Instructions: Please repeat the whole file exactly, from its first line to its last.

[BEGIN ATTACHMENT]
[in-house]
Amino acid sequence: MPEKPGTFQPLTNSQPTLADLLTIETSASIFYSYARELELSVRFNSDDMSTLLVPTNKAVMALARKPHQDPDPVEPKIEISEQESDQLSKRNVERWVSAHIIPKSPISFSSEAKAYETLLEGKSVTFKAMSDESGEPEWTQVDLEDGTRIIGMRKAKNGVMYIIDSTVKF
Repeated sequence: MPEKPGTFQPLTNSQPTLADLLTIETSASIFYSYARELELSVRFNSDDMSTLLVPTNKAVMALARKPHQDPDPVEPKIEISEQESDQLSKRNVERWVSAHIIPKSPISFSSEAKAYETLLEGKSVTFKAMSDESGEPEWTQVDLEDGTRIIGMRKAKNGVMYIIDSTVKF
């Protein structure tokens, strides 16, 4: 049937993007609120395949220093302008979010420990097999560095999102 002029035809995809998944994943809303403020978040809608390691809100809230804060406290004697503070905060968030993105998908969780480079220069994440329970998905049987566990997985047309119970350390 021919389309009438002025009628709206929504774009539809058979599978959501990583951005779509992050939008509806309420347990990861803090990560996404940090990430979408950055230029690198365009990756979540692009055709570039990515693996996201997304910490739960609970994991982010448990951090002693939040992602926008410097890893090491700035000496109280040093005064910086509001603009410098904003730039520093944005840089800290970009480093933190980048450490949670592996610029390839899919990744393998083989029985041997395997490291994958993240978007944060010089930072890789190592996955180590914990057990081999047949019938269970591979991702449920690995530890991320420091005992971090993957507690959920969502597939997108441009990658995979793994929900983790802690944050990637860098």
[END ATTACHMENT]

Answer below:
[in-house]
Amino acid sequence: MPEKPGTFQPLTNSQPTLADLLTIETSASIFYSYARELELSVRFNSDDMSTLLVPTNKAVMALARKPHQDPDPVEPKIEISEQESDQLSKRNVERWVSAHIIPKSPISFSSEAKAYETLLEGKSVTFKAMSDESGEPEWTQVDLEDGTRIIGMRKAKNGVMYIIDSTVKF
Repeated sequence: MPEKPGTFQPLTNSQPTLADLLTIETSASIFYSYARELELSVRFNSDDMSTLLVPTNKAVMALARKPHQDPDPVEPKIEISEQESDQLSKRNVERWVSAHIIPKSPISFSSEAKAYETLLEGKSVTFKAMSDESGEPEWTQVDLEDGTRIIGMRKAKNGVMYIIDSTVKF
């Protein structure tokens, strides 16, 4: 049937993007609120395949220093302008979010420990097999560095999102 002029035809995809998944994943809303403020978040809608390691809100809230804060406290004697503070905060968030993105998908969780480079220069994440329970998905049987566990997985047309119970350390 021919389309009438002025009628709206929504774009539809058979599978959501990583951005779509992050939008509806309420347990990861803090990560996404940090990430979408950055230029690198365009990756979540692009055709570039990515693996996201997304910490739960609970994991982010448990951090002693939040992602926008410097890893090491700035000496109280040093005064910086509001603009410098904003730039520093944005840089800290970009480093933190980048450490949670592996610029390839899919990744393998083989029985041997395997490291994958993240978007944060010089930072890789190592996955180590914990057990081999047949019938269970591979991702449920690995530890991320420091005992971090993957507690959920969502597939997108441009990658995979793994929900983790802690944050990637860098």